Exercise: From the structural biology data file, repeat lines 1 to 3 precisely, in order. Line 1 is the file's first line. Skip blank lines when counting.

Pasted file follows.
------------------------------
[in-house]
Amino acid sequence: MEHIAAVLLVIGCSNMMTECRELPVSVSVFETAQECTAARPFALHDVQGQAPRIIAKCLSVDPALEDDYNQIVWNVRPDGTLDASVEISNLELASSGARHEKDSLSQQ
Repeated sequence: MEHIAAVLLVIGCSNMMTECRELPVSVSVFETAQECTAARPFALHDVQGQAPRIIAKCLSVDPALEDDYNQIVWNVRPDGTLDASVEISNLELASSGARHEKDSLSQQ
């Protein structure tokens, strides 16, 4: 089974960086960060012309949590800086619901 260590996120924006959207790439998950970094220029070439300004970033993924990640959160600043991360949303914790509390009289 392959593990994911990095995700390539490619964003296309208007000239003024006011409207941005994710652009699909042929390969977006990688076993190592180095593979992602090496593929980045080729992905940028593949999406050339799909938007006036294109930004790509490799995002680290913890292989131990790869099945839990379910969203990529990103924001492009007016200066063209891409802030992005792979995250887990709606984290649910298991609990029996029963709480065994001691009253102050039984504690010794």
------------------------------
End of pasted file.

[in-house]
Amino acid sequence: MEHIAAVLLVIGCSNMMTECRELPVSVSVFETAQECTAARPFALHDVQGQAPRIIAKCLSVDPALEDDYNQIVWNVRPDGTLDASVEISNLELASSGARHEKDSLSQQ
Repeated sequence: MEHIAAVLLVIGCSNMMTECRELPVSVSVFETAQECTAARPFALHDVQGQAPRIIAKCLSVDPALEDDYNQIVWNVRPDGTLDASVEISNLELASSGARHEKDSLSQQ